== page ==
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DARE | Escape | Dip your head under the water and listen

DARE | Escape | Dip your head under the water and listen

From now on, I’ll write two letters a week instead of one.

This is an excerpt from “Dare,” book #3 in the Repossible series.

“Once we accept our limits, we go beyond them.”

— Albert Einstein

I have a clear vision of the word escape. Maybe it’s because I’m an author, a fan of words, a lover of turns of phrase. 

But I’m also terribly visual. To a fault. I “see” things in line charts, in IMAX-quality visions, and I do my best to describe them in words—if we’re in a book, which we are here. 

It’s often a room or a conference center or something like a concert hall. There are lots of people in seats and it’s like a bowl with the sides rising up, sometimes quite steep. 

Again, I don’t know, I don’t “see” these things on purpose or consciously, they just come to me, but we float or rise to the top, just like a helium balloon would do. 

There at the top, we find a portal and we can easily open it. We pull ourselves through (gravity isn’t quite doing its thing at this time) and we’re out. 

We’re up in the sky or the clouds or space or…whatever it is that means escape for you. 

From here, we lie down on our stomachs and look back down into the hall. We can often see ourselves (or our old selves) down in the hall. We can see clearly and yet also from a higher perspective. So both a wide-angle lens and a zoom lens—but at the same time. 

We can see clearly.

We observe, listen, and quickly and silently learn what we need to do, how we need to think, where we need to go from here. 

This is the place above from which we can make better decisions, to dare or not dare to do the thing, and it’s easy from up here and we know why we decide what we do. 

That’s it. That’s often my escape.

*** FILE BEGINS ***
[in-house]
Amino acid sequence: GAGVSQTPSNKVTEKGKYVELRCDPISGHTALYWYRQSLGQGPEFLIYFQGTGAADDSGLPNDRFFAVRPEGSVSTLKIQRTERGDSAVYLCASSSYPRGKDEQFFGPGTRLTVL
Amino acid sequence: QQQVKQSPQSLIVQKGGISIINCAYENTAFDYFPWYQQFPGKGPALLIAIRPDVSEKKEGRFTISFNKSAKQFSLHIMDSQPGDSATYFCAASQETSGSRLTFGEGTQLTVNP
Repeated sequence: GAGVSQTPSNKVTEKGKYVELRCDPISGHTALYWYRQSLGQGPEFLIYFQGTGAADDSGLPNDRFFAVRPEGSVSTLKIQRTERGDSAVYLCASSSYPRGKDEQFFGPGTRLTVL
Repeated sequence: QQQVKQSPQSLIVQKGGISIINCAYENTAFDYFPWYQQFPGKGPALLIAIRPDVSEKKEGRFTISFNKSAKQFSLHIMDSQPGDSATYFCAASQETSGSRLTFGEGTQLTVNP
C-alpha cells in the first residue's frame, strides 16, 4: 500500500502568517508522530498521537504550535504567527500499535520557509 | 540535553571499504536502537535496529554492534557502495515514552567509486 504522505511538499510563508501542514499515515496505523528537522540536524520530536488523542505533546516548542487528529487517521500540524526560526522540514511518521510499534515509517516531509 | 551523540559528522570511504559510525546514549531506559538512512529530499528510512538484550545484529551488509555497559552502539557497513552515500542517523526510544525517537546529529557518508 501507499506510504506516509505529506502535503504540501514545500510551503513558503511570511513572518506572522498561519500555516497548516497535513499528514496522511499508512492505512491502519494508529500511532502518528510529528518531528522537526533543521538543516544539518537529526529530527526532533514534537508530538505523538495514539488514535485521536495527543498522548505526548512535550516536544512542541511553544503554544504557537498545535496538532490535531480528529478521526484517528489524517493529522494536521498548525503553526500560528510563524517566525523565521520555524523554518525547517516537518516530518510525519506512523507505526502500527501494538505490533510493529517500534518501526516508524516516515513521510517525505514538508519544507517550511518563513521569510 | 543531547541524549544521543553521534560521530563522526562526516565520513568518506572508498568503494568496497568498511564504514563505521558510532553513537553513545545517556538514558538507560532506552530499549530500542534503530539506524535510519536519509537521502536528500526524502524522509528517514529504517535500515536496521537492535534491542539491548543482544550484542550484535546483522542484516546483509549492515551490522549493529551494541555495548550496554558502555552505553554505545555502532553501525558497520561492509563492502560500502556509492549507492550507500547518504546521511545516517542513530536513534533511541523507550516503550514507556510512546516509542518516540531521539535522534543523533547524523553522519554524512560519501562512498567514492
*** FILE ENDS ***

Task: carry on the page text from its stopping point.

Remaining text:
The Ocean

If that visual doesn’t work, have you ever been scuba diving or snorkeling? 

When you’re floating on the surface of the ocean, ideally a calm place, you see the sky and hear the wind and the waves but once you put your head under water, it’s a different world. 

But no, really, truly, and clearly a different world

It sounds different—there are bubbles we hear and squeaks and squawks. 

It looks different but even how we see it. Probably through a face mask and things might be magnified or zoomed in or out. 

Fish and critters swim around you. If you poke your head back above, nothing, none of this seems to exist but you pull your head back under and it’s all right there—you can touch it—or try. 

Two worlds and you’re in the middle of them. You’re right there at the border and you have access to either and both. Just with a lift or drop of your head, you’re in both, you’re a part of them together and yet separately. 

Escape

Two worlds, both accessible, both clearly in existence, and you have the key to both right there right now. 

You choose. 

Later in the Repossible series comes a book called “Meditate.” Meditation is the water-free version of this that is accessible to you all the time without need for face masks. 

What was that quote from that guy at the beginning of this chapter? Oh yes, that’s right, something about limits.

“Once we accept our limits, we go beyond them.”

Albert Einstein

Accept your limits.

Go beyond them.

Escape.

* * *

Andy

Andy wanted new books for the prison library. He wrote a letter every single week to the city library asking for donations. 

After a long, long time, he he got a response and they succumbed to his incessant banter. 

They sent him some books. 

But rather than rest on his laurels and declare victory and stop with the letters and quit while he was ahead, he saw that he had broken through a glass wall, he had ascended to a point never before reached, and this was the sign to him that he could go higher.

Rather than see the dip under the water of the ocean as the victory, he saw it as the entryway, the portal to another dimension or world or level and then made his move. 

He didn’t just dunk his head under, he took a deep breath and dove into a whole new world that opened up because he took the action, he stuck with it, and made it happen. 

“From now on, I’ll write two letters a week instead of one.”

— Andy Dufresne in The Shawshank Redemption

He didn’t just “keep going” but he doubled down and went all in. 

SPOILER ALERT: After two letters a week for a while, the library donated more books, money, and an expansion of the library. 

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